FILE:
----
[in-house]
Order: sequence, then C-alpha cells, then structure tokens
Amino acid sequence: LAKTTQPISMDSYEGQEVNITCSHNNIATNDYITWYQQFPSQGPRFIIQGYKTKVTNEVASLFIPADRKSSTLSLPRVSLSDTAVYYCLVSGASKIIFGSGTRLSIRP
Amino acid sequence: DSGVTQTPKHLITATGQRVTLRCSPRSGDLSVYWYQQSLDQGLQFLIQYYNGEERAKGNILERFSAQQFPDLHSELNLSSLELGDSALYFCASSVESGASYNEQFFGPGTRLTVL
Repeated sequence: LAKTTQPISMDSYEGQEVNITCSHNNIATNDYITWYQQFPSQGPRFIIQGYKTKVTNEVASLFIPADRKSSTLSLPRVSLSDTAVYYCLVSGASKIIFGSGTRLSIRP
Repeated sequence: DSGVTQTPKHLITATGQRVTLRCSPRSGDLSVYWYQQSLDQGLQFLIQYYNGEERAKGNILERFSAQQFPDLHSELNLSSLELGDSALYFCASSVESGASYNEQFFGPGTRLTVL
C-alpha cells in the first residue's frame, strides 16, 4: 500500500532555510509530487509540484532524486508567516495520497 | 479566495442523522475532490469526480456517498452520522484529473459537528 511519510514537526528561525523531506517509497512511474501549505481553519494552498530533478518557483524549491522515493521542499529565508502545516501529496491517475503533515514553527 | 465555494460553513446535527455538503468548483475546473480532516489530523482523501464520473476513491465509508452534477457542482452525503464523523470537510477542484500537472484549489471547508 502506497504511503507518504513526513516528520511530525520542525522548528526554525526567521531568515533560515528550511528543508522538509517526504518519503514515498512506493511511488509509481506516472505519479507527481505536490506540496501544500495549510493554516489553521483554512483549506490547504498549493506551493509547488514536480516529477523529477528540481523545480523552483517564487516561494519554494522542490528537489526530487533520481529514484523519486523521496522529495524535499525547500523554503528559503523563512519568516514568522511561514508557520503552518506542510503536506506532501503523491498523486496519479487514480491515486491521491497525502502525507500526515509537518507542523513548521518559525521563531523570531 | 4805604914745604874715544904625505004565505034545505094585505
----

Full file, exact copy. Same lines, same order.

[in-house]
Order: sequence, then C-alpha cells, then structure tokens
Amino acid sequence: LAKTTQPISMDSYEGQEVNITCSHNNIATNDYITWYQQFPSQGPRFIIQGYKTKVTNEVASLFIPADRKSSTLSLPRVSLSDTAVYYCLVSGASKIIFGSGTRLSIRP
Amino acid sequence: DSGVTQTPKHLITATGQRVTLRCSPRSGDLSVYWYQQSLDQGLQFLIQYYNGEERAKGNILERFSAQQFPDLHSELNLSSLELGDSALYFCASSVESGASYNEQFFGPGTRLTVL
Repeated sequence: LAKTTQPISMDSYEGQEVNITCSHNNIATNDYITWYQQFPSQGPRFIIQGYKTKVTNEVASLFIPADRKSSTLSLPRVSLSDTAVYYCLVSGASKIIFGSGTRLSIRP
Repeated sequence: DSGVTQTPKHLITATGQRVTLRCSPRSGDLSVYWYQQSLDQGLQFLIQYYNGEERAKGNILERFSAQQFPDLHSELNLSSLELGDSALYFCASSVESGASYNEQFFGPGTRLTVL
C-alpha cells in the first residue's frame, strides 16, 4: 500500500532555510509530487509540484532524486508567516495520497 | 479566495442523522475532490469526480456517498452520522484529473459537528 511519510514537526528561525523531506517509497512511474501549505481553519494552498530533478518557483524549491522515493521542499529565508502545516501529496491517475503533515514553527 | 465555494460553513446535527455538503468548483475546473480532516489530523482523501464520473476513491465509508452534477457542482452525503464523523470537510477542484500537472484549489471547508 502506497504511503507518504513526513516528520511530525520542525522548528526554525526567521531568515533560515528550511528543508522538509517526504518519503514515498512506493511511488509509481506516472505519479507527481505536490506540496501544500495549510493554516489553521483554512483549506490547504498549493506551493509547488514536480516529477523529477528540481523545480523552483517564487516561494519554494522542490528537489526530487533520481529514484523519486523521496522529495524535499525547500523554503528559503523563512519568516514568522511561514508557520503552518506542510503536506506532501503523491498523486496519479487514480491515486491521491497525502502525507500526515509537518507542523513548521518559525521563531523570531 | 4805604914745604874715544904625505004565505034545505094585505